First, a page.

Social partners, political leaders, sign jobs declaration
Social partners and the heads of all three political parties this afternoon signed a declaration of intent towards pursuing active labour market policies as outlined by UHM's Jobs+ policy report.
The report notes that just 0.15 per cent of Malta's GDP is currently spent on policies aimed at expanding the workforce and ensuring workers are highly skilled and employable.
A proposal within the report calling for universal free childcare has received substantial media coverage over the past week.
The meeting was characterised by trade unionists and top politicians welcoming the consensus among social partners, with Prime Minister Lawrence Gonzi noting industrial disputes were at an all-time low and Labour leader Joseph Muscat saying the Malta Council for Economic and Social Development had "come of age".
Alternattiva Demokratika chairman Michael Briguglio also welcomed the report, although he insisted that raising the minimum wage would spur economic and social development and make work more attractive to those currently receiving social benefits.
UHM secretary general Josef Vella warned partners that although the existing consensus was encouraging, social partners faced a hard slog. "This is just the beginning, and I forsee many disagreements in the months to come. But we must continue to work towards consensual policies," he said.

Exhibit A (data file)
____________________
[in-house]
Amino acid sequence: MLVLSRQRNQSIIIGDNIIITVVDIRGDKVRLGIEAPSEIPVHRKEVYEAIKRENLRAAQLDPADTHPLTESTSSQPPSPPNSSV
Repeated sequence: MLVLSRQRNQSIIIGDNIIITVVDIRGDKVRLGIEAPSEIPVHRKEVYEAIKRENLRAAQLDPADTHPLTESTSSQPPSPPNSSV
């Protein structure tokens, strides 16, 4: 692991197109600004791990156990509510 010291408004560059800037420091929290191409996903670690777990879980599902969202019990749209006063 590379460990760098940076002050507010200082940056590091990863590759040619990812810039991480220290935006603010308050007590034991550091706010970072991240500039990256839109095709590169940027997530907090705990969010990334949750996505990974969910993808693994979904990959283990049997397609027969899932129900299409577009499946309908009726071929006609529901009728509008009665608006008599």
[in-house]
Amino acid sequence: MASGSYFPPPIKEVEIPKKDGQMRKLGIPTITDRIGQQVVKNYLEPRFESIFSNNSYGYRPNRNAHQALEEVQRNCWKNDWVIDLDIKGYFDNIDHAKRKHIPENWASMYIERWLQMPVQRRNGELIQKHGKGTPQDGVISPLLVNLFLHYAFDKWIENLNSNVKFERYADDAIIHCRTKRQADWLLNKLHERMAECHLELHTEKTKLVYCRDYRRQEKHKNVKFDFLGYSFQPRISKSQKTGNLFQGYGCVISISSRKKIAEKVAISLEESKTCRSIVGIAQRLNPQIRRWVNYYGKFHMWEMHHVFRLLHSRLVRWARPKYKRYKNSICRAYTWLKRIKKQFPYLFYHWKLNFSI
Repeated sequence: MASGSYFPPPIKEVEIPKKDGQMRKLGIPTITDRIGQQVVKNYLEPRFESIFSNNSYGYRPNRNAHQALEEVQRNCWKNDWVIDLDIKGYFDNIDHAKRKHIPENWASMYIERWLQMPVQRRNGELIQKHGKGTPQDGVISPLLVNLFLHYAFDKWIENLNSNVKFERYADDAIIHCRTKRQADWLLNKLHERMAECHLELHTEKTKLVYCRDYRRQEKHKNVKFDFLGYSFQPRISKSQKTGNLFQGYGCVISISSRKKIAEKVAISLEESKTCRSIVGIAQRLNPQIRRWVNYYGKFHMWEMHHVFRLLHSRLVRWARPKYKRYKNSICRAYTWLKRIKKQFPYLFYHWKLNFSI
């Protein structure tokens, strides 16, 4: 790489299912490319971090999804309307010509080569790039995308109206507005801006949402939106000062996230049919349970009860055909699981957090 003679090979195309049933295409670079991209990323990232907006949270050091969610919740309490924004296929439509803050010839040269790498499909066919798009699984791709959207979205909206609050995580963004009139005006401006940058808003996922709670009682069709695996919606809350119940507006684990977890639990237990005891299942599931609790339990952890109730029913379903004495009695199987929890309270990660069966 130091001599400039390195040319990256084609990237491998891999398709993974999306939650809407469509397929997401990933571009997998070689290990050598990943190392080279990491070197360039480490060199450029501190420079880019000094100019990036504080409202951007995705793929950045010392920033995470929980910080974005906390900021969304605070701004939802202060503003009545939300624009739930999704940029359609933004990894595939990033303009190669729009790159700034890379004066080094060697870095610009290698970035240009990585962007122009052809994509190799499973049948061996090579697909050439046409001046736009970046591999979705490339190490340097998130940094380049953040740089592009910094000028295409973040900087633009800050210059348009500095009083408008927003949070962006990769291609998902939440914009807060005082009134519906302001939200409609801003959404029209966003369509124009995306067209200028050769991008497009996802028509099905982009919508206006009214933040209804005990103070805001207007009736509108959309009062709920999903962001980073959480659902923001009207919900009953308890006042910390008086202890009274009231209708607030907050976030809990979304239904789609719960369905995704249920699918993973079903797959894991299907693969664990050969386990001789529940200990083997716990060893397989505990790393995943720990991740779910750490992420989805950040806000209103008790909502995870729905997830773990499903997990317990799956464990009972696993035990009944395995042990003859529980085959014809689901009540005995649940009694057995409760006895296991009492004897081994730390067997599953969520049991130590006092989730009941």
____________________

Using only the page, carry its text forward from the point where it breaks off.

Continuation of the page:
Dr Gonzi predicted that new graduates, new women workers and an increase in those carrying on their work beyond their pensionable age would mean 25,000 new jobs would be needed over the next five years.
"Job creation is the crux of economic prosperity. Lose that and we lose everything," he warned.
Dr Muscat hoped the Jobs+ consensus would lead to MCESD adopting a more pro-active policy role, approaching the government with proposals rather than acting as a sounding board.
His hope was echoed by GRTU representative Paul Abela and by Michael Grech from the Gozo Regional Committee.
GWU secretary general Tony Zarb said the GWU was happy to work with UHM on this proposal, and indicated that unions had agreed to meet among themselves prior to MCESD meetings to try and reach a common position.
Both main parties' deputy leaders also spoke, with PN deputy leader Simon Busuttil noting that money had already been allocated to establishing an implementation committee for the Jobs+ policy during last November's budget, and PL deputy leader Louis Grech praising the report for its long-term focus and balance between competitiveness and worker's rights.
Joe Farrugia of the Malta Employers' Association said more work was needed now to flesh out the policy and agree upon tangible proposals which would suit the local labour market, while Paul Pace of FORUM insisted that while employability was important, workers deserved adequate financial compensation for thei upskilling efforts.
MHRA president Tony Zahra said corporate governance structures needed to be strengthened to ensure accountability at fiscal, managerial and programme implementation levels. He also wanted the private sector to get more of a say in policy decisions. "We are often just spectators, but we are this country's wealth generators," he said.